Treating people they want to be treated, helping them anyway you can and being an energy of positivity for them is an admirable quality. However, it has its downsides like neglecting yourself for too long. There’s an important skill you need in order to get what you want from others while also being a people pleaser: The art of being assertive.
You may begin feeling resentment towards those you’ve spent time and energy pleasing.
Ultimately, we want to be liked. In fact, being unliked is a scary thought.That’s why people pleasers take the low risk approach to being liked. For example, being agreeable, and not ‘making a fuss’, not asking for help in return, go with the flow and so on.
In the long-run, however, this is not a good strategy. Because eventually, this method means that people are likely to start taking your easy-going nature for granted. It means that you’re less and less likely to get things your way. Eventually, you may begin feeling resentment towards those you’ve spent time and energy pleasing.
In other words, it pays every now and then to stand up for yourself and to be assertive. That means telling people what you want, telling people when things have gone too far and generally being a little more honest about your thoughts and feelings.
So how do you do that?
The first thing to do, is to get the attention of the person or people with whom you wish to speak. There is a time and a place to make your stand and if you get this wrong, then you are only going to end up making things awkward. Suddenly announcing in a group setting that you feel picked on can make for a bit of a Scene!
Instead, take one or two people to one side at a moment when you know you’ll have some privacy and when you have more control over the situation and the Variables.
Then make sure that they are listening to you. That means saying you need to talk to them and make eye contact.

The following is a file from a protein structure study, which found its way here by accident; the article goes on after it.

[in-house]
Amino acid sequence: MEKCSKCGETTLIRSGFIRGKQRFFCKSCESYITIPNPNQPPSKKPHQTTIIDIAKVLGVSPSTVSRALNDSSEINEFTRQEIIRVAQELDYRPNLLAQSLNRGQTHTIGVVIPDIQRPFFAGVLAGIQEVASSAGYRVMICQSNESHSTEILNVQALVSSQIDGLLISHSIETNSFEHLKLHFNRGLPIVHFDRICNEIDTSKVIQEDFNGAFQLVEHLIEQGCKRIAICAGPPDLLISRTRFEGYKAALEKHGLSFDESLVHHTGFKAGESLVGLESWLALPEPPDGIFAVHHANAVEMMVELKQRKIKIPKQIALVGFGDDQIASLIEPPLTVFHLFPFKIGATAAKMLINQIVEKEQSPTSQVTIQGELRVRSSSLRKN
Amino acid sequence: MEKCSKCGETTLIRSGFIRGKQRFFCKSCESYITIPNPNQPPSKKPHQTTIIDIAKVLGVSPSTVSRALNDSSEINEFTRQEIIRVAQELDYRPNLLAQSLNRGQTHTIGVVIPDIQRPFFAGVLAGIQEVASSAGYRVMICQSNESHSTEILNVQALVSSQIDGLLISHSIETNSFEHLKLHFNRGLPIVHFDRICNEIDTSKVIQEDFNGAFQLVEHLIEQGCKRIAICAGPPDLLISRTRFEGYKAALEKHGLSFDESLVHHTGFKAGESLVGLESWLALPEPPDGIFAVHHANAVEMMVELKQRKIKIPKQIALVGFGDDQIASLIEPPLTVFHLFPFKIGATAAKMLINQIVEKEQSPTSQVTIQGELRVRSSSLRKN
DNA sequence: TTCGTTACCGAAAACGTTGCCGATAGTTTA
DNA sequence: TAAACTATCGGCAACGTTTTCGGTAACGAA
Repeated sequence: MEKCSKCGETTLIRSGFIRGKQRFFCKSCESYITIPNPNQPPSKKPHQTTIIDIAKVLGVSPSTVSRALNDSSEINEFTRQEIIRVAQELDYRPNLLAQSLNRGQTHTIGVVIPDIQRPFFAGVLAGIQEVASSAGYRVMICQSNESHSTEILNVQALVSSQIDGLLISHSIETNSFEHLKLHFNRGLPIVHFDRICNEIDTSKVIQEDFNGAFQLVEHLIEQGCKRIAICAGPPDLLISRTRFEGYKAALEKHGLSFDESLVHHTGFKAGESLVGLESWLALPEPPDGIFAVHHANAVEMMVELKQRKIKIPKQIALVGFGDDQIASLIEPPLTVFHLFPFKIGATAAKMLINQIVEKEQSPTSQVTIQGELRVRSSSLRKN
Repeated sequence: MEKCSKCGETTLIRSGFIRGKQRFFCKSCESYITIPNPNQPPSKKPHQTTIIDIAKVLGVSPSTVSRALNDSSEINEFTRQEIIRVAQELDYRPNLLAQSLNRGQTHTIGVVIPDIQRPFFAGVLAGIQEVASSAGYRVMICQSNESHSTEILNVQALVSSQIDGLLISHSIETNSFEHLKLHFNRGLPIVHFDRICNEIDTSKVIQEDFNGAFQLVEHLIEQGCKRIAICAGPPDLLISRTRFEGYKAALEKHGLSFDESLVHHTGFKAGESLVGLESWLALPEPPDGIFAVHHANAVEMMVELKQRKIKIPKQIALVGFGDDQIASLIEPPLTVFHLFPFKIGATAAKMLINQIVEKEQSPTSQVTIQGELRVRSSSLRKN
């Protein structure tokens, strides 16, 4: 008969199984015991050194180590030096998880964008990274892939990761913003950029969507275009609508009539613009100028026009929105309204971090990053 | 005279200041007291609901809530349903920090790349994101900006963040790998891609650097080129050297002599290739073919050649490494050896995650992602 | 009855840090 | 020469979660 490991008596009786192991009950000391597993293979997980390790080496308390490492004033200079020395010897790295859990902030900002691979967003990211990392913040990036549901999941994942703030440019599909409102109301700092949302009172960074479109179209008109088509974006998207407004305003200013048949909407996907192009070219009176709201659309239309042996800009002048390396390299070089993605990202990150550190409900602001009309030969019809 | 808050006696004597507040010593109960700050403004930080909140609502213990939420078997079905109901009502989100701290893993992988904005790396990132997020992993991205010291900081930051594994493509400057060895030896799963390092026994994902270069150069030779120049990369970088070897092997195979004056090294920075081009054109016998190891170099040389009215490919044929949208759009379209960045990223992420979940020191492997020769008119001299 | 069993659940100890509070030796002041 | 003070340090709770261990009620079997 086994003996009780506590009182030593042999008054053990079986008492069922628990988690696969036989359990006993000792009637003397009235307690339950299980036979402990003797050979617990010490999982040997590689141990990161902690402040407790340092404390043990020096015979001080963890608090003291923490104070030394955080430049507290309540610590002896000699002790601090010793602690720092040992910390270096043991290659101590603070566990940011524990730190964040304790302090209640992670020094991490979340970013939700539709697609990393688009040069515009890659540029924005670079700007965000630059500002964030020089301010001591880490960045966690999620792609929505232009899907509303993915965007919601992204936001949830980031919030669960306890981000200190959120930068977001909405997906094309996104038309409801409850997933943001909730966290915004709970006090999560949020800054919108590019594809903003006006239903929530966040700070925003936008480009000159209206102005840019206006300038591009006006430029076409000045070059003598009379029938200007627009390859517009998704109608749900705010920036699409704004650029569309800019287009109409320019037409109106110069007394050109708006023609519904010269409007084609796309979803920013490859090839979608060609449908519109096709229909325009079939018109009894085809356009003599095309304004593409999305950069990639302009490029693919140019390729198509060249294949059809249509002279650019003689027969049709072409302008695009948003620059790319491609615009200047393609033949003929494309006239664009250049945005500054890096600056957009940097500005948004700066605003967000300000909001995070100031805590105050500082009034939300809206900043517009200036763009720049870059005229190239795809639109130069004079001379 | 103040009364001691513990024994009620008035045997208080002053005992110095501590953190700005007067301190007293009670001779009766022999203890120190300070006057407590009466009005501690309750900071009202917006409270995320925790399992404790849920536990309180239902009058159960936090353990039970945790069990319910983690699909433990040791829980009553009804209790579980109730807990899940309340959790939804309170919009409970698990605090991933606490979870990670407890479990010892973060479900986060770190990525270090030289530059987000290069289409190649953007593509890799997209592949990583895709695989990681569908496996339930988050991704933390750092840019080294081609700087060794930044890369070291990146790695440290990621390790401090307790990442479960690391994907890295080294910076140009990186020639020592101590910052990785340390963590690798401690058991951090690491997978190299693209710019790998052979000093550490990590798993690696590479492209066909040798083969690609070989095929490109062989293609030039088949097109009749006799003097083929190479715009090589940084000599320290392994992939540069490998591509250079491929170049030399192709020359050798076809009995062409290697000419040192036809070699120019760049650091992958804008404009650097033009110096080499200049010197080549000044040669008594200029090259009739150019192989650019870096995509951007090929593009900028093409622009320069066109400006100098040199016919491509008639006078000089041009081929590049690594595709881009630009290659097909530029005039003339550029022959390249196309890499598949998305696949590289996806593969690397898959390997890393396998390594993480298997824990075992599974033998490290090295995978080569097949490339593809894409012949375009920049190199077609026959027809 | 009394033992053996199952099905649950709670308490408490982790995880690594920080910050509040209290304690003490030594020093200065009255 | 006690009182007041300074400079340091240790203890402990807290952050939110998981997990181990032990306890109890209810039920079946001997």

If you’re going to try and change a situation, then you need to have a clear goal for what you want. Complaining or generally making a fuss doesn’t make people want to address your needs. Complaining tells people what you don’t want, not what you do want.
Instead, go in with a clear idea of what you want and how you’re going to get it. If you want your friends to stop teasing you with a certain nickname then just ask for that. If you want your partner to start picking up after themselves, then ask for that.
Being a people pleaser can attract people who may take advantage of you. Similar to knowing what you want, take time to determine personal boundaries to prevent doing something outside your comfort zone. Being assertive with your boundaries is how you put them into action. The weaker your boundaries the less awareness you have of your own needs. You may even start thinking your needs are actually someone else's.
Now is not the time to point fingers, to blame people, or to generally be confrontational. Take personal relationships out of the matter and remember to focus on the goal. To that end, ask for what you want and take the stance that the person you are talking to has made a mistake or didn’t realize they were frustrating you.
Communicate with them in a matter-of-fact way. Your message won’t be misinterpreted if you take out emotionally charged language.
To master communicating assertively, make sure to frame your assertion as a fact about yourself.
Thanks for planning our holiday vacation, however, I feel my preferences weren’t being considered.
I enjoy our friendship a lot, but I’ve decided it’s not the type of relationship I’d like with you. I hope you understand I’m doing what I think is best for me.
Finally, it’s always a good idea to make sure that the person you’ve spoken to has a Clear understanding of the situation. And that they understand what you need.
A good way to do this is to ask them to repeat back to you what you’ve asked them to do, or to ‘promise’. And make sure that they have your eye contact when they do.